Every industry has been heavily impacted by the integration of new technology, and the accounting industry is no exception. While the industry as a whole has been a bit slower to start adjusting, accountants are now increasingly required to adapt to new expectations regarding communication, rapid turnaround, and transparency.
To better understand how accountants’ client expectations have evolved, Canopy commissioned an independent survey of U.S. taxpayers. The survey examined individuals who worked with an accountant on their taxes within 12 months of participating. 40 percent of those surveyed were men and 60 percent women, with 32 percent being business owners. 88 percent were between the ages of 20 and 69.
What defines a satisfying experience when working with accountants?
When asked what they preferred about working with their accountant, respondents highlighted that in-person communication was the most important element. This was followed by the ability to send and receive documents online and guidance on tax questions.
Conversely, if they could change things, they would have more in-person meetings, quicker responses, and better technology to streamline communications. The fact that in-person meetings come up as being so important to clients is a really interesting finding, as accountants are currently exploring remote work and leveraging new technologies. In-person interactions still carry significant weight, although it is important to note that these results came out before COVID-19, so that may evolve as we carry forward.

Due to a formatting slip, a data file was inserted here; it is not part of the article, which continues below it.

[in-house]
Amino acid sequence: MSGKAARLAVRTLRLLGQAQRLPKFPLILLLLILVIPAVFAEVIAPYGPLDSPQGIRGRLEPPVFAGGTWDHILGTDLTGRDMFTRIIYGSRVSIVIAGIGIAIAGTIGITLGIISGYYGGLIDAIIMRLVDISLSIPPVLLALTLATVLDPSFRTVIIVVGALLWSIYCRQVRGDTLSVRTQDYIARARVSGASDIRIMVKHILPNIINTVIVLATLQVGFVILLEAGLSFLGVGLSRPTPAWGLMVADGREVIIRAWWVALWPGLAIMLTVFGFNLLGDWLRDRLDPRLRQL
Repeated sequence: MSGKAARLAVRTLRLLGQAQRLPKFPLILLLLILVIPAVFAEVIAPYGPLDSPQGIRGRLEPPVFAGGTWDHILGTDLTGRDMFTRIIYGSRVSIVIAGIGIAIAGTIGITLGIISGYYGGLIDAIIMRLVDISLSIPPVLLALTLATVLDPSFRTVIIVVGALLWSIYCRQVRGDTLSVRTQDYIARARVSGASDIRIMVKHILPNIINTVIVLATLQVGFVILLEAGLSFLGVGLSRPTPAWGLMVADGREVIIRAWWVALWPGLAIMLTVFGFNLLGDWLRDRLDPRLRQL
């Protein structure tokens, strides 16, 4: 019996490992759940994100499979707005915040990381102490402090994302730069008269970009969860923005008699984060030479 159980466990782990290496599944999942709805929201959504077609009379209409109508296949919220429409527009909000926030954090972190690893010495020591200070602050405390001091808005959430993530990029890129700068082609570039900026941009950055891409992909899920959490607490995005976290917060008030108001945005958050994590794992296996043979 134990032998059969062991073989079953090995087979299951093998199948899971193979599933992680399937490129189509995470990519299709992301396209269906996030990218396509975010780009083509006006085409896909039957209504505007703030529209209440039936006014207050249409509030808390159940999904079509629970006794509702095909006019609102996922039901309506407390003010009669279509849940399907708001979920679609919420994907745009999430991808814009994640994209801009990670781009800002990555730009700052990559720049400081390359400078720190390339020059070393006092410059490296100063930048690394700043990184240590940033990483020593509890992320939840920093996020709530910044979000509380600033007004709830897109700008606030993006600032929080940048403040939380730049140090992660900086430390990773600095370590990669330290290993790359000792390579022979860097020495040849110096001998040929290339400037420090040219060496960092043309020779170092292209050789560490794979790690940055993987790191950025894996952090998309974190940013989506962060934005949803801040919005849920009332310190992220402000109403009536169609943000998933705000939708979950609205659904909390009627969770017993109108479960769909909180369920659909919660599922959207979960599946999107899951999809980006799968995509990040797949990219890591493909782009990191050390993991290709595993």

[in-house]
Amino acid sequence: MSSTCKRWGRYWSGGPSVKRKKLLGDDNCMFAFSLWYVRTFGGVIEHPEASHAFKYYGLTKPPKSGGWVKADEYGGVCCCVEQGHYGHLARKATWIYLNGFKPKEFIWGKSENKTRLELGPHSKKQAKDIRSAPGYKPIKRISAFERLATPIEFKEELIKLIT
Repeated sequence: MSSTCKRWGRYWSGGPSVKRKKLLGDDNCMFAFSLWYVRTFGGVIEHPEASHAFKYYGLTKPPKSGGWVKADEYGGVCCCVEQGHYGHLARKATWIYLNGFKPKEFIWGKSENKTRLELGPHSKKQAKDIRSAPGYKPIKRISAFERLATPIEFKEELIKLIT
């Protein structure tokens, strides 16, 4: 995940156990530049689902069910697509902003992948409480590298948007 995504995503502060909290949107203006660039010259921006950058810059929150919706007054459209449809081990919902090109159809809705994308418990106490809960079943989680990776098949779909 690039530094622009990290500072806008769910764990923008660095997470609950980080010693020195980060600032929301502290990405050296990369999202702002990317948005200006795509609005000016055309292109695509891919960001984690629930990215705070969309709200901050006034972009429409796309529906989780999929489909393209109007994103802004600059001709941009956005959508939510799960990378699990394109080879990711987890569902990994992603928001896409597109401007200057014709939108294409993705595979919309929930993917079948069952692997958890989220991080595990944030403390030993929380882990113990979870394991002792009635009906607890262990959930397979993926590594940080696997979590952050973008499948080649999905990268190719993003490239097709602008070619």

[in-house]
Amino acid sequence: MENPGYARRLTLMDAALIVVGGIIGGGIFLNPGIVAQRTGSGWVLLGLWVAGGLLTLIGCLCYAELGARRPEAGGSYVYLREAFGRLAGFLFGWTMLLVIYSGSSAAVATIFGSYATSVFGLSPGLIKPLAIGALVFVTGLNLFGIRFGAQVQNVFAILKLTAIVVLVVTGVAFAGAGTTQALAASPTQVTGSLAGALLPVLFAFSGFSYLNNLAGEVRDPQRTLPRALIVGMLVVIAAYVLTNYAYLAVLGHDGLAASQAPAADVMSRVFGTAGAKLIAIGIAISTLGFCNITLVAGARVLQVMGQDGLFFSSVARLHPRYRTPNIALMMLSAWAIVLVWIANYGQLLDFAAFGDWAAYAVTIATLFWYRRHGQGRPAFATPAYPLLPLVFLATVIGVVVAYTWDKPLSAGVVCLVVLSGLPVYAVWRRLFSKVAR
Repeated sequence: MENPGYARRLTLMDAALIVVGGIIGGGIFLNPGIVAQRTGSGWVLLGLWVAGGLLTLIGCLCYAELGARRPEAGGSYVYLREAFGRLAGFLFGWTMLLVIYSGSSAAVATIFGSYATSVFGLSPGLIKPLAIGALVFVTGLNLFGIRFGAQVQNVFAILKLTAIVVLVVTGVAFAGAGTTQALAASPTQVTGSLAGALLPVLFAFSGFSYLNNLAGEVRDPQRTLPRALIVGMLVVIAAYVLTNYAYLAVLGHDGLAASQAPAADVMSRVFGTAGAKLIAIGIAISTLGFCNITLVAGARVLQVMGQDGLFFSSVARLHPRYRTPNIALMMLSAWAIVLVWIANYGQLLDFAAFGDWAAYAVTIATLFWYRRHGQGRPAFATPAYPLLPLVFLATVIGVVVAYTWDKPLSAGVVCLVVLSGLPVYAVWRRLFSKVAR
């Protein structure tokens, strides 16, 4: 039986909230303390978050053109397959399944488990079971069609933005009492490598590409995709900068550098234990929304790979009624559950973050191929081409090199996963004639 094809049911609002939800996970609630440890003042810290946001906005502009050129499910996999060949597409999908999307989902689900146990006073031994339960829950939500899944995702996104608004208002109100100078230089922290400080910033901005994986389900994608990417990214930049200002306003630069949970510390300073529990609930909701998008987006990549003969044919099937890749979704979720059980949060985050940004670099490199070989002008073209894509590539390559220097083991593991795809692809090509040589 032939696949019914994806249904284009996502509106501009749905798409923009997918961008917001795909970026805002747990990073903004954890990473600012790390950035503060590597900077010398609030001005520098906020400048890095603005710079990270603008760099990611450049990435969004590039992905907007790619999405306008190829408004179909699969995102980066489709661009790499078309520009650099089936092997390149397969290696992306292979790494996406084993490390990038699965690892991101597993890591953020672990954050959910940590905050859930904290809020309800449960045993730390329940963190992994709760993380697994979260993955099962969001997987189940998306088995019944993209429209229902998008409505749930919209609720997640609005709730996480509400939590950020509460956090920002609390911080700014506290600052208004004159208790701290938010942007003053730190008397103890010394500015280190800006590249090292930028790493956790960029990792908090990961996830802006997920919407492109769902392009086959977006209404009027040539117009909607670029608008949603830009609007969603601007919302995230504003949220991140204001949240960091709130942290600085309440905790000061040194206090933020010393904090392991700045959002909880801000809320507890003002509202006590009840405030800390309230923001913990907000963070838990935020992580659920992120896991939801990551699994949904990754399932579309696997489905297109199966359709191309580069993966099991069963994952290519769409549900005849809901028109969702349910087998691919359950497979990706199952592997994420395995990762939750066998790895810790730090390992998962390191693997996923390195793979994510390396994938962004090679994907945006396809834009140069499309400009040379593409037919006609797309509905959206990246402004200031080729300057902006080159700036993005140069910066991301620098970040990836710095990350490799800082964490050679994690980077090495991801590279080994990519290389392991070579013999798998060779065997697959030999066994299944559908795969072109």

In terms of technology, respondents look for the following when interacting with their accountants:
- the ability to easily send and receive documents
- text chat for questions
- the ability to set and change appointments online
While sending and receiving documents electronically seems to be top of mind for clients, only two percent of accounting firms offer a client portal. This is definitely something to look into. From a generational perspective, Canopy also found that for millennials, being able to send and receive documents online is the top thing they want when working with an accountant.
Currently, the most common way clients are exchanging documents is still via in-person meetings.
Clients are often not aware of all services their accountants offer
According to the findings, a large number of clients are not informed of the services available to them outside of tax preparation. This highlights an interesting opportunity for accountants to amplify their offerings whether via newsletters, better client onboarding, or by directly chatting with the client.
For example, one-third of clients didn’t know if their accountant provides audit services. This trend is surprisingly even more pronounced with business owners: they are two times less likely than non-business owners to know if their accountant offers audit services. Also, more than a third of respondents didn’t know if their accountant provided legal tax services.
All of these insights can help accountants know more about what their clients expect today and how to respond.